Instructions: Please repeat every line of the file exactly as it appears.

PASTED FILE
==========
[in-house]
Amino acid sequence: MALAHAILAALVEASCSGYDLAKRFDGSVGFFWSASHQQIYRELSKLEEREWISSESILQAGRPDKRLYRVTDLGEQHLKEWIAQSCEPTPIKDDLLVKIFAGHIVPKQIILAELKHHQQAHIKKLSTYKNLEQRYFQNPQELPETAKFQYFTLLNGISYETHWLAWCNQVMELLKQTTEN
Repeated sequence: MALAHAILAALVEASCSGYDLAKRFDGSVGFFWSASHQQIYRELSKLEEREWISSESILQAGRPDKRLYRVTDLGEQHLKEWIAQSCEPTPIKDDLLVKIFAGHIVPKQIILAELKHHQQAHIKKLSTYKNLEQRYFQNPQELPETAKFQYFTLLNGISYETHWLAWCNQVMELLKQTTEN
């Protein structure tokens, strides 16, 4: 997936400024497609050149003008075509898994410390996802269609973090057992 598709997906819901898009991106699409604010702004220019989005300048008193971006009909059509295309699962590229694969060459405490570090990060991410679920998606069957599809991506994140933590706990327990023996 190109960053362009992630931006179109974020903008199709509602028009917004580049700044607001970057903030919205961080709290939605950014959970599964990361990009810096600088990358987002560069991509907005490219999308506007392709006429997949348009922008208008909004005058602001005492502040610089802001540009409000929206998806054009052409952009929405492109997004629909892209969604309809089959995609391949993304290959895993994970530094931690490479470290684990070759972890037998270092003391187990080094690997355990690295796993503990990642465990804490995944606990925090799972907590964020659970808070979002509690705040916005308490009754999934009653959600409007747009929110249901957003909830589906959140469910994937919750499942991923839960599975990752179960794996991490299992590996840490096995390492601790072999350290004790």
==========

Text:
[in-house]
Amino acid sequence: MALAHAILAALVEASCSGYDLAKRFDGSVGFFWSASHQQIYRELSKLEEREWISSESILQAGRPDKRLYRVTDLGEQHLKEWIAQSCEPTPIKDDLLVKIFAGHIVPKQIILAELKHHQQAHIKKLSTYKNLEQRYFQNPQELPETAKFQYFTLLNGISYETHWLAWCNQVMELLKQTTEN
Repeated sequence: MALAHAILAALVEASCSGYDLAKRFDGSVGFFWSASHQQIYRELSKLEEREWISSESILQAGRPDKRLYRVTDLGEQHLKEWIAQSCEPTPIKDDLLVKIFAGHIVPKQIILAELKHHQQAHIKKLSTYKNLEQRYFQNPQELPETAKFQYFTLLNGISYETHWLAWCNQVMELLKQTTEN
């Protein structure tokens, strides 16, 4: 997936400024497609050149003008075509898994410390996802269609973090057992 598709997906819901898009991106699409604010702004220019989005300048008193971006009909059509295309699962590229694969060459405490570090990060991410679920998606069957599809991506994140933590706990327990023996 190109960053362009992630931006179109974020903008199709509602028009917004580049700044607001970057903030919205961080709290939605950014959970599964990361990009810096600088990358987002560069991509907005490219999308506007392709006429997949348009922008208008909004005058602001005492502040610089802001540009409000929206998806054009052409952009929405492109997004629909892209969604309809089959995609391949993304290959895993994970530094931690490479470290684990070759972890037998270092003391187990080094690997355990690295796993503990990642465990804490995944606990925090799972907590964020659970808070979002509690705040916005308490009754999934009653959600409007747009929110249901957003909830589906959140469910994937919750499942991923839960599975990752179960794996991490299992590996840490096995390492601790072999350290004790």